Country musical artist Clay Walker knows SW La. well
Published 11:04 am Friday, September 3, 2021
Clay Walker said he’s ready to “whip and ride” after a year and a-half of cancelled concerts due to the pandemic. The unapologetically country music artist takes the stage at 8 p.m. Saturday, Sept. 11 at the Golden Nugget Grand Event Center in Lake Charles. Expect top hits such as “This Woman and This Man,” “Live Until I Die,” “If I Could Make a Living Out of Loving You,” and songs from the recently released album “Texas to Tennessee,” including “Sometimes You Need a Bar.”
One critic blasted the new album for being “more country than anything else.” (Clearly a critic grew up on a blacktop street. Walker did not. And reminds fans in song and spirit.)
Walker spoke to the American Press from Salem Oregon, where he was performing his sixth concert in a row after five California stops. Next stop was Montana. When he finally makes it to Lake Charles, he won’t be far from home, at least his Texas roots, and plans to make time to spend with family.
“My mom still lives in Vidor and I have a sister in Lake Charles, my baby sister. I looked after her and I still do,” he says with a chuckle just like any older brother trying to get under his sister’s skin. “I remind her as often as I can that I’m mom’s favorite.”
The “Texas to Tennessee” album title hints at Walker’s ability to feel at home just about anywhere, but especially in Tennessee, his home now and Texas, the place he said “shaped his life and career.” He said Southwest Louisiana is a lot like East Texas. Most fans know Walker was discovered in a Beaumont bar.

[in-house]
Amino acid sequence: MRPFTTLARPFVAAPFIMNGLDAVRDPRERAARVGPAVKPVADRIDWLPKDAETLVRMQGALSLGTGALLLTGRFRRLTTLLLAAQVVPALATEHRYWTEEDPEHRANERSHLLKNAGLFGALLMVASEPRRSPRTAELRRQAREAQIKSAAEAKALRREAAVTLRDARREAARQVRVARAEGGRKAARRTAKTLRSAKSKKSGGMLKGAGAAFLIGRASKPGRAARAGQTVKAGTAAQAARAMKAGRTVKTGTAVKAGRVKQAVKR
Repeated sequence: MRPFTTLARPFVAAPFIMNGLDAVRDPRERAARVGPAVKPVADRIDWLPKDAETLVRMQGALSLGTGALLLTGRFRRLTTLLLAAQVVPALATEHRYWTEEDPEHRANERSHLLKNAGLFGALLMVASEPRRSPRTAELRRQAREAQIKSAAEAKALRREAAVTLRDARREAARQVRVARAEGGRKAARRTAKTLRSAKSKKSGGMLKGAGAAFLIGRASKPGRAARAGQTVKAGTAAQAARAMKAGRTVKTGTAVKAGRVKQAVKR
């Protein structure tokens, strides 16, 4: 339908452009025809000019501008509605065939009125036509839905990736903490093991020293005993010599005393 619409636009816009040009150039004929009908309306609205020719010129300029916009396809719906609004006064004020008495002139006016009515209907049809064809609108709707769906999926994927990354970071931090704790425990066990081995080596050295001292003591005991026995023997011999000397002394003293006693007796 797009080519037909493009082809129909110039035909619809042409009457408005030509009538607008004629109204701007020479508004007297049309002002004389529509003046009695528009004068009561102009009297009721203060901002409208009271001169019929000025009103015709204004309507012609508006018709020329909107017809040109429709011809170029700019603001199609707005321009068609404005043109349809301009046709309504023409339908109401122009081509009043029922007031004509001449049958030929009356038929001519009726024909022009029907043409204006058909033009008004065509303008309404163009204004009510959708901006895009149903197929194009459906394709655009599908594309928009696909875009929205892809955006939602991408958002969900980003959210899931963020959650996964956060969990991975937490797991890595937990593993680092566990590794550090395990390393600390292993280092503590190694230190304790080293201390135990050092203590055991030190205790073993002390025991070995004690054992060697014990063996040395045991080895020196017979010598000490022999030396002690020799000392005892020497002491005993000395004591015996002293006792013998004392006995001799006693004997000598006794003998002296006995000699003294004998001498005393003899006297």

“I went to my first concerts at the Lake Charles Civic Center in the ‘80s, Alabama and ZZ Top,” he said.
He considers himself a traditionalist, calling Merle Haggard the greatest.
“George Strait stood on the shoulders of men like Merle Haggard, Conway Twitty and Willie Nelson,” Walker said. “I got to stand on the shoulders of George Strait.”
However, don’t peg him as a wannabe. People Magazine calls him a country music trailblazer. He prefers the microevolution of country music, zeroing in on what makes country, country. Walker brings his own unique abilities to the table, including that butter-melting-over-a-hot-biscuit Clay Walker voice.
“I’ve been taking voice lessons,” as well as guitar and piano lessons,” he said.
Walker credits his loyal fans and the creative talent behind “Texas to Tennessee,” including producer Michael Knox who helped make it possible for the Walker – maker of 6 number one hit singles, 31 songs on the Billboard charts, four platinum albums and two gold albums – to once again achieve something significant with this latest album.
Walker knows his audience, especially his Lake Charles and East Texas fans, many of which will be at the Golden Nugget to hear him on 9/11. He knows what the residents of Southwest Louisiana and East Texas have been going through and are continuing to go through. His mother and a first cousin lost homes due to Harvey flooding. His sister in Lake Charles is still fighting with her insurance company about her Hurricane Laura claim.
“I never heard my mama complain one time,” Walker said, “and my sister, she’s definitely a scrapper.
It wasn’t easy for Walker to get much time in the only bathroom growing up with four sisters.
“I only needed a few seconds to listen to two songs,” he said. “More Than a Feeling,” and “New Orleans Lady.” As I headed out the door for school, I played the last song in my morning trilogy, “Sweet Home Alabama.”
He is father to six. Two daughters are from a previous marriage. A new addition for the latest to be born will ensure his children can take time to listen to their favorites as they get ready for school. Nevertheless, he assures his audience that he has not forgotten where he came from.
“We’re real people with real problems and real love,” he said.
Walker was diagnosed with multiple sclerosis at the age of 26. It’s a comorbidity and he has been vaccinated, but hates how politicized the vaccine has become. He also takes zinc and Vitamin D, saying that most are Vitamin D deficient. He feels responsible for protecting the more vulnerable to the disease in his life and audience, especially the elderly.
I’m not staying away though.” he said. “I want to get on with my life. That’s who I am.”